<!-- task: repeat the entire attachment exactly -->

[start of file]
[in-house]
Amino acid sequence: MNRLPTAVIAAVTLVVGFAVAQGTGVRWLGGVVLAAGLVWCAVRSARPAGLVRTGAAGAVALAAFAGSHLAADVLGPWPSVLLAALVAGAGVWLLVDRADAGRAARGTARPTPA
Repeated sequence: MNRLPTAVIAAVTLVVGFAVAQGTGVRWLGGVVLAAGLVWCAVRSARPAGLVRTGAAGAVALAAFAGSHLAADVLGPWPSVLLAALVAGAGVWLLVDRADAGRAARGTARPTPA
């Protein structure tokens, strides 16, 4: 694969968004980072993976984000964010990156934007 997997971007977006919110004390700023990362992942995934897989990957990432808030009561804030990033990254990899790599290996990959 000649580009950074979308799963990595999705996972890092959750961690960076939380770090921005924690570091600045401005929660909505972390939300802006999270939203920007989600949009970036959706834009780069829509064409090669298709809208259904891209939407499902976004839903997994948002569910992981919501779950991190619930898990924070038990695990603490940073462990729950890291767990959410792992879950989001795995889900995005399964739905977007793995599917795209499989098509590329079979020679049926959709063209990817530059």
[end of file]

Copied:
[in-house]
Amino acid sequence: MNRLPTAVIAAVTLVVGFAVAQGTGVRWLGGVVLAAGLVWCAVRSARPAGLVRTGAAGAVALAAFAGSHLAADVLGPWPSVLLAALVAGAGVWLLVDRADAGRAARGTARPTPA
Repeated sequence: MNRLPTAVIAAVTLVVGFAVAQGTGVRWLGGVVLAAGLVWCAVRSARPAGLVRTGAAGAVALAAFAGSHLAADVLGPWPSVLLAALVAGAGVWLLVDRADAGRAARGTARPTPA
């Protein structure tokens, strides 16, 4: 694969968004980072993976984000964010990156934007 997997971007977006919110004390700023990362992942995934897989990957990432808030009561804030990033990254990899790599290996990959 000649580009950074979308799963990595999705996972890092959750961690960076939380770090921005924690570091600045401005929660909505972390939300802006999270939203920007989600949009970036959706834009780069829509064409090669298709809208259904891209939407499902976004839903997994948002569910992981919501779950991190619930898990924070038990695990603490940073462990729950890291767990959410792992879950989001795995889900995005399964739905977007793995599917795209499989098509590329079979020679049926959709063209990817530059």